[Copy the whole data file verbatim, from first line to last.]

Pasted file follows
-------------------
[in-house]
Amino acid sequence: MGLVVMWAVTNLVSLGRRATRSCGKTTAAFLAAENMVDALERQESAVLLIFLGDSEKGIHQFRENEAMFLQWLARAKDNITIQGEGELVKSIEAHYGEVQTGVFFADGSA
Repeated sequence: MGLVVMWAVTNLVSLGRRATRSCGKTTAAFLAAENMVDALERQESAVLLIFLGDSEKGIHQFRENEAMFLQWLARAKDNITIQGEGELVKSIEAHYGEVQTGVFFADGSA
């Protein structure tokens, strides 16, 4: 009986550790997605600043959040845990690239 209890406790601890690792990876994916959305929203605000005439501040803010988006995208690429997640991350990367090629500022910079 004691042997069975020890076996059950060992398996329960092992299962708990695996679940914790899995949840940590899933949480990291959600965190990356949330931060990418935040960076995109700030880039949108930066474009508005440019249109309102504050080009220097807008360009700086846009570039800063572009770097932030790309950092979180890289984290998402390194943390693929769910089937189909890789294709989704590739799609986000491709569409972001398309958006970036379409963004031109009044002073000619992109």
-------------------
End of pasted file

[in-house]
Amino acid sequence: MGLVVMWAVTNLVSLGRRATRSCGKTTAAFLAAENMVDALERQESAVLLIFLGDSEKGIHQFRENEAMFLQWLARAKDNITIQGEGELVKSIEAHYGEVQTGVFFADGSA
Repeated sequence: MGLVVMWAVTNLVSLGRRATRSCGKTTAAFLAAENMVDALERQESAVLLIFLGDSEKGIHQFRENEAMFLQWLARAKDNITIQGEGELVKSIEAHYGEVQTGVFFADGSA
């Protein structure tokens, strides 16, 4: 009986550790997605600043959040845990690239 209890406790601890690792990876994916959305929203605000005439501040803010988006995208690429997640991350990367090629500022910079 004691042997069975020890076996059950060992398996329960092992299962708990695996679940914790899995949840940590899933949480990291959600965190990356949330931060990418935040960076995109700030880039949108930066474009508005440019249109309102504050080009220097807008360009700086846009570039800063572009770097932030790309950092979180890289984290998402390194943390693929769910089937189909890789294709989704590739799609986000491709569409972001398309958006970036379409963004031109009044002073000619992109």